A Simple Drainage Test

heavy claggy clay is best left alone until it dries outtion

Winter is a telling time in your soil health journey – from now through early spring you get to see your drainage in action. Those of you at the basemap phase of gathering info and learning your land – perk your ears on up! How wet are your soils?

Drainage is absolutely key for plant health. Our edible gardens must have oxygenated soil to be at peak performance. Water displaces air, you see, so if your soil is soggy, it is also airless. It’ll feel heavy, sticky, be pale or grey-ish in colour and most likely be sour smelling. Soil life thumbs it’s nose at conditions such as these, and herein lies the deep reason for the drainage – without soil life, there cannot be above ground abundance.

There are, of course, degrees of wetness. From vegie patches that are underwater for long periods – a loud cry for drainage to be resolved, to soil that’s simply a heavy clay – awaiting transformation to a delicious vegie-growing loam.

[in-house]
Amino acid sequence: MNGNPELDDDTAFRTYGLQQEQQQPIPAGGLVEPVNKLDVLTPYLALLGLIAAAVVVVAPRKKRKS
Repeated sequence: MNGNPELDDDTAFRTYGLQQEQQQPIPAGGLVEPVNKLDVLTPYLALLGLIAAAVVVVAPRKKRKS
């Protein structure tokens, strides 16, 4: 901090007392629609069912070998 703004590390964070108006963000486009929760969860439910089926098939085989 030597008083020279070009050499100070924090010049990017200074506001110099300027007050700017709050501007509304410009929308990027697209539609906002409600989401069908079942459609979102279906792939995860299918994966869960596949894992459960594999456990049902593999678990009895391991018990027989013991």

Lets begin at the beginning, with a simple drainage test. It’s great to do this when soils are at their wettest so you can understand your worst case scenario and shape your land to cope with it.

A simple drainage test

measuring the drainage test to assess how fast the water is draining

Do this test in a few different spots about your garden/ land, each in a distinctly different environment – top of slope, mid slope, bottom of slope, deep shade etc.

  • Dig a 30cm by 30cm (or there abouts) hole.
  • Fill with water and let it empty.
  • Fill with water again right to the top, as soon after the first empty as poss.
  • Pop a stick in so it sits proud of the water, and rest on the bottom of the hole. You’ll use for measuring later.  
  • After 15minutes, measure against the stick, how much water has drained away. Times this by 4, to find your hourly rate.

If your hourly rate is less than 2.5cm – you’ve got drainage issues that need sorting. Sorry about that my friend. Its not ideal, but at least you know and can now surge forward + get set up for success.

If its 2.5cm through 7.5cm, your soil gets the gold star! You are good to grow.

More than 10cm an hour is too quick and your soil will need to be built up with lots of compost and organic matter before growing vegies or fruit trees successfully.

You’ll have different drainage times in different parts of your land. Mark them all down on your basemap and where possible, use the well drained areas for food and the poorly drained/ dry areas for plants that suit those conditions. Working with is always the easiest road, and the first option to explore. Its not always possible though – there are times when we need to muck in and change things up a bit.